Box saw strong demand for its Box Skills artificial intelligence (AI) framework and continued to “make great progress” on its “two major objectives” in the first quarter (ended April 30), according to CEO and chairman Aaron Levie.
The major objectives he was referring to are “innovating in cloud content management to power how companies work and run in the digital age and advancing our global go-to-market efforts so we can reach more enterprises around the world and make them wildly successful with Box,” he said May 30 on an earnings call.
Box’s neutral and open platform architecture enables it to “partner strategically with a wide range of technology partners and leverage their advanced innovation,” he said, adding: “Nowhere is this more important than in the application of AI and machine learning with Box Skills.”
Box Skills allows customers to “mix-and-match different AI capabilities from a variety of our partners like IBM, Google and Microsoft to ensure that they get the most value from their content when it’s in Box,” he said. As one example, a video file can be “automatically transcribed and augmented with indexing and sentiment analysis simultaneously with each skill coming from a different partner,” he noted.
Box Skills demand “has been strong as we have hundreds of customers signed up for the beta,” he pointed out, adding the company is also in a private beta for Box Skills kits that enable third parties and Box customers to develop their own custom skills to power specific business processes. Box Skills were introduced at the company’s BoxWorks 2017 conference.
The company is seeing “solid traction of customers moving more and more of their information into Box and obviously the power of that gets even more considerable when we think about AI, machine learning and being able to extract more insights from that information,” so customers can start to “automate the kinds of things that previously were very manual in nature,” he went on to say. As examples, he noted that customers can use AI to tag or classify images, detect text inside of a video or inside of an image and extract metadata fields from a document.
“Once the information is in Box, once we have all the functionality to secure it and manage it, now we want to be able to deliver more and more insights and intelligence on top of that content and that’s where obviously our focus is with Box Skills and the broader AI and machine learning efforts we have,” he said.
The company didn’t specify how much of its revenue is coming from AI. “We’re not kind of calling out what the number is at this stage, but we wouldn’t consider it to be immediate revenue uplift as a discrete sort of line item,” Levie told analysts during the Q&A.
He added: “We think AI is going to be very akin to sort of security or mobile in the future, which is it’s so core to why you would move to the cloud and re-imagine your business processes, and how it gets monetized obviously is going to be based on how much you’re using AI directly. But ultimately it is the reason you end up moving your information en masse to Box and our Box platform.”
Levie also pointed out that Box, “for the past couple of quarters now,” has been having conversations related to the General Data Protection Regulation (GDPR) that started being implemented May 25 in Europe. Box has seen “good awareness and traction on the sales front because of that,” he said, adding: “We think it’s going to cause customers to have to reevaluate their existing or legacy IT architectures. And, in general, when you zoom out for GDPR into just the broad set of cybersecurity region-specific regulatory as well as global privacy and industry-specific compliance requirements, all of these things act as tailwinds for causing customers to need to modernize their architecture.”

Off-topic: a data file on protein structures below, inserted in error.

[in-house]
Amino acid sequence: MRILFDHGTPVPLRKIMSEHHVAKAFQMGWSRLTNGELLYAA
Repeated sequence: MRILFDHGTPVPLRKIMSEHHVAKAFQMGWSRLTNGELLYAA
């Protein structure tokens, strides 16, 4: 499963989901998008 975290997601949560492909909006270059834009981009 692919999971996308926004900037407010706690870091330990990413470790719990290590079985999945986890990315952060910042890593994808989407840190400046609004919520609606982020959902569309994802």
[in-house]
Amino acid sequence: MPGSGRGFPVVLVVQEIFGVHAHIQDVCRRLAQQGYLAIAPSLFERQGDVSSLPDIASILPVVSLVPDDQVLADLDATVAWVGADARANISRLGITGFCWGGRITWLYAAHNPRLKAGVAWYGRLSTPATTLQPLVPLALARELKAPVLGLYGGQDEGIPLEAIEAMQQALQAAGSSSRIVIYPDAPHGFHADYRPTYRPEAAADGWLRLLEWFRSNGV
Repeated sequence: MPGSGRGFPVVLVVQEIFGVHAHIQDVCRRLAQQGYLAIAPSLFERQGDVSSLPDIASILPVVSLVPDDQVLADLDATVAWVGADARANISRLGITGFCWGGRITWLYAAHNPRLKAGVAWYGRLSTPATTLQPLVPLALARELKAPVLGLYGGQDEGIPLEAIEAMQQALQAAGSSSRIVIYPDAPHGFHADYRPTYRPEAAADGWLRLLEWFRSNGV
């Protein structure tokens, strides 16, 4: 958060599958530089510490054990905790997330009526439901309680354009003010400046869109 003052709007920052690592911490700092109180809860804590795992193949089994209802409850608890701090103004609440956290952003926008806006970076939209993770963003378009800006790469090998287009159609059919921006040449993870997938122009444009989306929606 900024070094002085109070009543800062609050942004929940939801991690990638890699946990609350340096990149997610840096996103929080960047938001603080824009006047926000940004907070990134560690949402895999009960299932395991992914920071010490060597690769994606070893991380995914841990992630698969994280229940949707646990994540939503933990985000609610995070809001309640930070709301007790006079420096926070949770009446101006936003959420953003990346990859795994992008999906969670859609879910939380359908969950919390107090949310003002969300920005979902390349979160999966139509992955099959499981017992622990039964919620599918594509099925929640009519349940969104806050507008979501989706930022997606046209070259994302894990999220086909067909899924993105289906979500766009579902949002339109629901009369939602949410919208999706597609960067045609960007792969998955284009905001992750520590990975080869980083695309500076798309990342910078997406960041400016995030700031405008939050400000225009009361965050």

He went on to say: “We think this sets us up really nicely where the more the customers need to build a modern IT architecture for managing, securing and ensuring the compliance around their content, the more that’s going to inevitably lead customers to moving to cloud content management and Box specifically. So, we’re really excited about that. And we’re going to continue to invest aggressively in all areas around cybersecurity protection for our customers, compliance features and enhanced data privacy functionality of which Box Governance and other capabilities help our customers with pretty significantly.”
Box Q1 revenue grew 20% to $140.5 million from $117.2 million a year ago. Its loss narrowed to $36.6 million (26 cents a share) from $40.1 million (30 cents a share). The company grew its paying customer base to more than 85,000 businesses in the quarter, including new or expanded deployments with organizations including the city of Philadelphia, Hitachi High Technologies, Mitsubishi Motors Corporation and Pokémon, Box said.
The company’s results topped the consensus analyst forecast for Q1. Box “performed well in the quarter and continued to see end market strength,” MUFG Securities Americas analyst Stephen Bersey said in a research note. The company has “cultivated a strong channel and partner network; partners including IBM and Fujitsu helped drive the company’s solid large deal performance,” he said, noting Fujitsu has been a “material driver behind the company’s strong Japan performance.”
Box’s relationships with key industry players have given it “added distribution leverage” and “we expect the company will continue to grow these relationships,” he said. Box has also “done a solid job of launching new, value-add” products and has a “significant amount of room to grow attach rates and expand add-on usage within existing deployments,” he said.